California road trip

Movie Atlas: Driving the California Coast

While we don’t usually promote armchair traveling over the real thing, there’s nothing quite like watching a movie that captures the beauty and spirit of a location. For this new series of articles, we are looking at movies made on location, films that feature their settings front and center. The best of them are set in real time too – providing time-capsule footage of bygone days. Perhaps unsurprisingly, we’re starting with that old screen siren, California, which has appeared in countless films, both as itself and in disguise. Join us as we take a classic California road trip, slowing the pace a little as we journey back in time through some movies of old.

Here are five films that immortalize the coastline – in glorious Technicolor.

The Birds (1963)


When Hitchchock was looking for a remote coastal location in which to film his adaptation of a short story by Daphne Du Maurier, he headed north of San Francisco to Bodega Bay, a quiet fishing village in northernmost Marin County, surrounded by bleak hills and fog. The movie, starring Tippi Hedren and Rod Taylor, includes shots of Hedren driving her Aston Martin into Bodega Bay (filmed on Bay Hill Road), the 150-year-old Potter Schoolhouse in Bodega, the Catholic Church, and the Tides Restaurant.

The Sandpiper (1965)


The Sandpiper, starring Elizabeth Taylor and Richard Burton, is one of only a few major studio motion pictures filmed at Big Sur, and one of the very few to have used local spots as intrinsic parts of its plot. Locations include Pfeiffer Beach, Point Lobos State Reserve, Bixby Creek Bridge, and the Coast Gallery. The movie was never a great critical success, and owes its popularity more to its fascinating star pairing and its breathtaking backdrops.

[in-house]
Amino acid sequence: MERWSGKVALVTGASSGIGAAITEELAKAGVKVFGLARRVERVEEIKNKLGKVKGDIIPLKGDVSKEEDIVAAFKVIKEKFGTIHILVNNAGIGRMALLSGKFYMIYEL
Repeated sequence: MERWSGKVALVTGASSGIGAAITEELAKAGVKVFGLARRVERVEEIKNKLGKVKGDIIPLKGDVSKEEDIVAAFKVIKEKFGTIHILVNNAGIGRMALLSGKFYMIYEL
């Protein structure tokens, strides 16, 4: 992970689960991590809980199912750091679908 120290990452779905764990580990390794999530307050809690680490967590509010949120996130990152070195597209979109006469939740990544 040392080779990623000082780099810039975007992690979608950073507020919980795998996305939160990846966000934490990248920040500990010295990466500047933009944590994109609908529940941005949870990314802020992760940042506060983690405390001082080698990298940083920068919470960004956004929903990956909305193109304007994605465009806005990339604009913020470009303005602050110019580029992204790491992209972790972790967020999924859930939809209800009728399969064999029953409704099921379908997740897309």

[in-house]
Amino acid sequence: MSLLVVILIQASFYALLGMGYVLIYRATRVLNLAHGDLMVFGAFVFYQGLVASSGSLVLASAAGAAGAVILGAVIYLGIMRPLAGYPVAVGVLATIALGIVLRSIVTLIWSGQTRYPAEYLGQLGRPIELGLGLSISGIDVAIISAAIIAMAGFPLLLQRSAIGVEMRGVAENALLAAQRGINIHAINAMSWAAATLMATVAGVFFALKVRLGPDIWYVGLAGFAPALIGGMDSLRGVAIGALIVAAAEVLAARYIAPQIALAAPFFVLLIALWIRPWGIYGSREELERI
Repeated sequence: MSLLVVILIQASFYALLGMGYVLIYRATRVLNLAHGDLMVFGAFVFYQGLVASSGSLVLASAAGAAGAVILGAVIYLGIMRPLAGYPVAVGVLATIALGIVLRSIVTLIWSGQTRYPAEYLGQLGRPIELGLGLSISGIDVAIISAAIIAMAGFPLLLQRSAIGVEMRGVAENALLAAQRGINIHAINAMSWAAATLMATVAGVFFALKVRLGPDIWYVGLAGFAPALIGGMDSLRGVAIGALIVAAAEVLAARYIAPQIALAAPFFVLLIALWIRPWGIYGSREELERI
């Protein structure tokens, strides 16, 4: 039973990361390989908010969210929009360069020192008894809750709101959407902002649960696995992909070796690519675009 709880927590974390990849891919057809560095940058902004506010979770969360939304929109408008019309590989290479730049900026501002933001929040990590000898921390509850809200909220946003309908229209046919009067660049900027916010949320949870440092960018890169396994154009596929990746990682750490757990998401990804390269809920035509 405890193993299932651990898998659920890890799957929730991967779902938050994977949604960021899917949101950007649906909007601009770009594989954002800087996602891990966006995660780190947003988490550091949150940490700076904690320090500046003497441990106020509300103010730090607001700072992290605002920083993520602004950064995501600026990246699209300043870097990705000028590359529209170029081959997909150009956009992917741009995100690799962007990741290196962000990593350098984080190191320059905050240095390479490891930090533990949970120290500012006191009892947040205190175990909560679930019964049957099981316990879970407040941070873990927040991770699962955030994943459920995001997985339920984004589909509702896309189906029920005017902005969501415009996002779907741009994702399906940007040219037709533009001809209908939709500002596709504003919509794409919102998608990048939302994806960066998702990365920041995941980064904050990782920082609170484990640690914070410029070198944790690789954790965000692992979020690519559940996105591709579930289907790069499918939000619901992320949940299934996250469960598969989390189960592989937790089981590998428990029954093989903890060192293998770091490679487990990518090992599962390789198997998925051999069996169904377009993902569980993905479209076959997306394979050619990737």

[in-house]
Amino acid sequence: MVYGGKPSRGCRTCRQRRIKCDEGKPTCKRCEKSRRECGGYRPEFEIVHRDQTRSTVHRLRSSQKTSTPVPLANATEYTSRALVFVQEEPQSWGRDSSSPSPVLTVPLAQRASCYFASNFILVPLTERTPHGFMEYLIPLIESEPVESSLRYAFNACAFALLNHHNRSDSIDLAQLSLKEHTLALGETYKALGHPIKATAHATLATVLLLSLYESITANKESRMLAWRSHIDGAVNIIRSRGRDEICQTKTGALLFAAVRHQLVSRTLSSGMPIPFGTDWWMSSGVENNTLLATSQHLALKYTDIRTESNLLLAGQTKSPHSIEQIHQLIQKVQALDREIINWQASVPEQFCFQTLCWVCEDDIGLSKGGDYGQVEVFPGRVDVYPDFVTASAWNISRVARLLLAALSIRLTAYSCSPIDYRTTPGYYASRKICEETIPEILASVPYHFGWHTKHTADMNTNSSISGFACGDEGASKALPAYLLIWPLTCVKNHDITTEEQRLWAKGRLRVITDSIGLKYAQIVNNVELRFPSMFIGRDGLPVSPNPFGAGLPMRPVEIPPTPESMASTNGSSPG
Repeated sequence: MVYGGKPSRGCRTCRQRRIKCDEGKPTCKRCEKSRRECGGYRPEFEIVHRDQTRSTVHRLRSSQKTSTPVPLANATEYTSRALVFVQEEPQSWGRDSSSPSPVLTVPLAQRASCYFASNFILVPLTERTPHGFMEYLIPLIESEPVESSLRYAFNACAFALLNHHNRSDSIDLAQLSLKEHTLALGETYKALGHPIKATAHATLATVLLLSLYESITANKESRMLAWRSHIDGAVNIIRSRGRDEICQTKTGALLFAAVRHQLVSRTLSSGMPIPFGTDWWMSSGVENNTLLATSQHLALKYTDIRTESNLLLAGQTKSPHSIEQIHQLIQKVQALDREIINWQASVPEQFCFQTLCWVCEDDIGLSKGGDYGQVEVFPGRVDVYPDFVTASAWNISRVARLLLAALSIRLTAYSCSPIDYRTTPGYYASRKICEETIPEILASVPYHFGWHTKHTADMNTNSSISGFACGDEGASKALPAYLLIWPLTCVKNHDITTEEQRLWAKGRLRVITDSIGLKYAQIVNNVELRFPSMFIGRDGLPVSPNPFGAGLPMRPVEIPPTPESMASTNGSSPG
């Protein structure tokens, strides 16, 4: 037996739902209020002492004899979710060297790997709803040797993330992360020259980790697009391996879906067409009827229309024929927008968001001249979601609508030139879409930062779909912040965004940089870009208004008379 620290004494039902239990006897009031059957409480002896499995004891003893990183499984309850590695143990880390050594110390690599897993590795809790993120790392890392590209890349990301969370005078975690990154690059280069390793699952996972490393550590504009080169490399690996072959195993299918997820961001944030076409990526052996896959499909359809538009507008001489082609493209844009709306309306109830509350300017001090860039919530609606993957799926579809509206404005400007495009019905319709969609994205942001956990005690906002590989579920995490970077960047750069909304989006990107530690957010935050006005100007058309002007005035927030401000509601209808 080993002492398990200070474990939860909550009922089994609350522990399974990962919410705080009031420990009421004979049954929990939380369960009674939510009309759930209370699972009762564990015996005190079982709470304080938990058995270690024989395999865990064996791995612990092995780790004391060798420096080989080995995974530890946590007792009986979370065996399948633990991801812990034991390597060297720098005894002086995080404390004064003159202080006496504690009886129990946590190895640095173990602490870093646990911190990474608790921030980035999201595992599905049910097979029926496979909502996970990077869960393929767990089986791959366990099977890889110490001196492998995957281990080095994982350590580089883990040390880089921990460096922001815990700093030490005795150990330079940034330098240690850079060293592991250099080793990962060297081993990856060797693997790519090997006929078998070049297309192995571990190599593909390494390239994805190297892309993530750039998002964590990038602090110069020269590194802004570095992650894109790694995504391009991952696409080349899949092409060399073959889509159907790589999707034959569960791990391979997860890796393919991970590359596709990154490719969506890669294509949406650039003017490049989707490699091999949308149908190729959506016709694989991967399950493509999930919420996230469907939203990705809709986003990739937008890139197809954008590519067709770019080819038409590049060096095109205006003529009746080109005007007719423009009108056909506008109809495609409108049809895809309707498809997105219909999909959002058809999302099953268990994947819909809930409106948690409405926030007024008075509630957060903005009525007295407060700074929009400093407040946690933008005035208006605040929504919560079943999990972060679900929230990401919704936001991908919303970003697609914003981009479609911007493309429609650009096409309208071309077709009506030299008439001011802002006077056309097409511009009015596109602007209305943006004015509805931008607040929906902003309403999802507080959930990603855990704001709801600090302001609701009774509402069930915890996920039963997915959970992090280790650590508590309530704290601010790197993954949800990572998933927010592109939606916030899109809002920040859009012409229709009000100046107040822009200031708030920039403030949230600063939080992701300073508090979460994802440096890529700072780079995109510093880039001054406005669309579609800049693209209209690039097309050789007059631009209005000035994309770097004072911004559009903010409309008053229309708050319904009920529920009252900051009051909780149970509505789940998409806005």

Play Misty for Me (1971)


Many films have been shot in Monterey County, on the central stretch of coastal California. Over 190, to be exact. And it’s not surprising. If you’ve ever driven along 17 Mile Drive, you’ve probably wanted to make a movie there too. The definitive Monterey movie, however, has to be Play Misty for Me, the directorial debut of Carmel’s most famous resident, local tycoon, and one-time mayor, Clint Eastwood, which was filmed entirely on location in Carmel, Monterey, Big Sur and along Highway 1.

Vertigo (1958)


The famous Hitchcock psychological thriller is set in San Francisco, and while much of the movie was shot in studios, there are some great location scenes as well. Watch out for the summit of Nob Hill, the very grand Palace of the Legion of Honor in Lincoln Park, a small cemetery behind Mission Dolores in the Mission District, and a house at the top of the famously crooked Lombard Street. There are also guest appearances by 17 Mile Drive on the Monterey Peninsula and the Old Mission of San Juan Bautista.

Bullitt (1968)


The Peter Yates-directed detective thriller is undoubtedly best remembered for its seminal tire-screeching car chase through the streets, hills and valleys of San Francisco. With no disrespect to the onscreen chemistry between Steve McQueen and his Mustang, the city of San Francisco may have as much to do with the film’s success as they do. The hilly streets, bay views and architecture that frame much of the car chase are really what give it its cachet.

Want to reproduce our California road trip in real life? You’ll need some places to stay. Here are a few great California Coast Properties for pit stops.

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